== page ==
This will undoubtedly disrupt inmate communications. What a shame. On 'tother hand, why not hand sheafs of curlicued material to local Mosque-arellas, advising them to round-robin/spelling-bee this stuff as "public service", provided that all --repeat, all-- translated renderings be submitted to prison authorities pending review for terrorist communiques?

Whatever you do, Mr. Warden, do not advance Islamofascism by default, i.e. by posting unvetted writings due to misapprehended sensitivity to already convicted thugs and murderers. The time is long since past when these barbaric zealots deserve any consideration whatsoever.

10/03/2006 03:34:00 PM  
Blogger Annoy Mouse said...

So we continue to underwrite terrorist organizations with three hots and a cot, a terrorist business safe haven, so to speak, while they hatch plans underneath our not so watchful gaze. I wonder if they have time to screen drug traffickers and Mafia bosses correspondence. Pathetic really.

10/03/2006 04:07:00 PM  
Blogger 49erDweet said...

Bureaucrats! Gotta love 'em! Can't figure out a solution, can they?

How about photocopying such letters and sending them in bulk to the Defense Language Institute (DLI) at the Presidio in Monterey, CA, (POM) to allow the various military Arabic language students enrolled there to use them for homework? Oh, no budget for postage, either, I guess.

10/03/2006 04:29:00 PM  
Blogger Chester said...

unbelievable. How do the SOB's pay for postage, btw?

10/03/2006 05:19:00 PM  
Blogger Tom Grey said...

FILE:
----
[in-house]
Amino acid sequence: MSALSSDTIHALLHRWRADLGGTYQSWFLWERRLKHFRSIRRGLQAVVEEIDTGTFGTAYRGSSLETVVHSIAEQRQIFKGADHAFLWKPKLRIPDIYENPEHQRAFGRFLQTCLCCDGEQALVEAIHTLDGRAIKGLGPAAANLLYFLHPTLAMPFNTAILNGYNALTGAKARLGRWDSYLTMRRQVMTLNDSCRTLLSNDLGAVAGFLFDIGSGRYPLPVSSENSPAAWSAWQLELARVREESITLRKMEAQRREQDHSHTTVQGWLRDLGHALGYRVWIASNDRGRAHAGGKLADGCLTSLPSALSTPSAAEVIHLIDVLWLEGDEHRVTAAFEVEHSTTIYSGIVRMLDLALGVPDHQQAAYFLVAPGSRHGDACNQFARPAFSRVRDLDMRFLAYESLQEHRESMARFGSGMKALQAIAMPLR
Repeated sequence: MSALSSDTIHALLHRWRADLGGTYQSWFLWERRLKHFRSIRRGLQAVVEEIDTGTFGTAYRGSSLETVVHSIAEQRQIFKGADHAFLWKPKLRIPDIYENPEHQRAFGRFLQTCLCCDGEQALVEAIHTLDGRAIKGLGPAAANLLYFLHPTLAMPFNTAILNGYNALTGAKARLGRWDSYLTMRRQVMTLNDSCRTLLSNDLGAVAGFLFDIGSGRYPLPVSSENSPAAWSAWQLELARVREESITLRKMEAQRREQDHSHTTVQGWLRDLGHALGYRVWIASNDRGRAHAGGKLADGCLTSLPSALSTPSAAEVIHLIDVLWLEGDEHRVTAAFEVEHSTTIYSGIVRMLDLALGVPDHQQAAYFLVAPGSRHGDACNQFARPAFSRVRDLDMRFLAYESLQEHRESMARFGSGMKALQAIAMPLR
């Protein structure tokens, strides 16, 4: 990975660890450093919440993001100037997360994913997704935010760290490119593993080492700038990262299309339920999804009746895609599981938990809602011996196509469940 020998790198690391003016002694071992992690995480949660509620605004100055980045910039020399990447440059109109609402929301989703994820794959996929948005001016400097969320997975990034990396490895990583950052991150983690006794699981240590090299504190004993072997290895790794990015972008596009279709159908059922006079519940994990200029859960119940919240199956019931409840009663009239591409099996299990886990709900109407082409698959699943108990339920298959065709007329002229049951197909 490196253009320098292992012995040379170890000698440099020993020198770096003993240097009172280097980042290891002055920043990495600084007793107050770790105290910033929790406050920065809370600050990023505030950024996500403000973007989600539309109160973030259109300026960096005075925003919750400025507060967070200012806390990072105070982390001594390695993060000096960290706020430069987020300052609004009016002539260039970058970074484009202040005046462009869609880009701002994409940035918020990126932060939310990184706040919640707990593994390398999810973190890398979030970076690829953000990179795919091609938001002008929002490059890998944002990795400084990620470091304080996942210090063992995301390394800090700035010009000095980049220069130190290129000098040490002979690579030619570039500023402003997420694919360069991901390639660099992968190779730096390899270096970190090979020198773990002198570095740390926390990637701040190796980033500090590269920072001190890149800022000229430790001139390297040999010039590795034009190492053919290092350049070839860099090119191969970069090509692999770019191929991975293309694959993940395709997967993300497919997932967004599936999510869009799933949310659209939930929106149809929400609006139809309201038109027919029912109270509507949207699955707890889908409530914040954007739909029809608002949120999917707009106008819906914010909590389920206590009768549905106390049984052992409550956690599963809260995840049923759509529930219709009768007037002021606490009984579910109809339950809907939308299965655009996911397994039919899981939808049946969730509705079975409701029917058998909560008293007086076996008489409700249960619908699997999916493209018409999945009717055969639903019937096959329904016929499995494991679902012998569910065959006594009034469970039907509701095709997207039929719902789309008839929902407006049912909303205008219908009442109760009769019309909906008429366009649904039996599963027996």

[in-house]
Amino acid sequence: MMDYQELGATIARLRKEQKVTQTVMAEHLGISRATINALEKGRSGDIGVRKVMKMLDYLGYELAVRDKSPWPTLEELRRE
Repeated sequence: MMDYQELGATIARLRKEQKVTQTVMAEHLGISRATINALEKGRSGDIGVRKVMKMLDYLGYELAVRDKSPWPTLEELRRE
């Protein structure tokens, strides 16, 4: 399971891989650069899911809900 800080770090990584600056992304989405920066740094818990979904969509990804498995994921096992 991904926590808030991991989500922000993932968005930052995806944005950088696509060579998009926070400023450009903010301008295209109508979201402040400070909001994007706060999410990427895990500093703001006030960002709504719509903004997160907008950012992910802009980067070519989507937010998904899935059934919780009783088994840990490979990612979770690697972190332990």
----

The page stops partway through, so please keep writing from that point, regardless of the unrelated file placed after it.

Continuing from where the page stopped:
Cedarford's right about translators -- but it's been perhaps the biggest obvious Bush, Clinton, and Bush I failure since Desert Storm; perhaps including Reagan.

Photocopying all docs is easy -- it should also be used as a Database for Optical Character Recognition of Arabic (to create computer text, not just scanned text-picture images).

Also, there should be more prizes, every year, for automatic Arabic text into English text. Preferably open source engines (perhaps double prize for open source as compared to proprietary).

In the meantime, limited quantity of letters, and length of each letter, seem pretty reasonable.

In the future, the USA will not be able to keep America safe from violent terrorism while continuing to fight against peaceful, voluntary, drug use.

10/04/2006 07:42:00 AM  
Blogger RWE said...

Dave H: One of the more deep pocketed sources of ACLU funds is the and outfit known as the

It seems that the ACLU benefits from a governemt policy that allows law firms to pocket part of the fines that result when they point out illegal actions by private companies. They snitch and then get paid for it by the US Taxpayer.

How often would you guess they uncover such illegality by firms that are either politically liberal in outlook or have paid the ACLU protection money - uh, ... I mean have made large contributions to this vital defender of our liberties.

The difference bewteen the ACLU and the Mafia is that the Mafia employees have to worry about getting shot by competitors and arrested by the police. And the Mafia probably does less damage.

10/04/2006 01:23:00 PM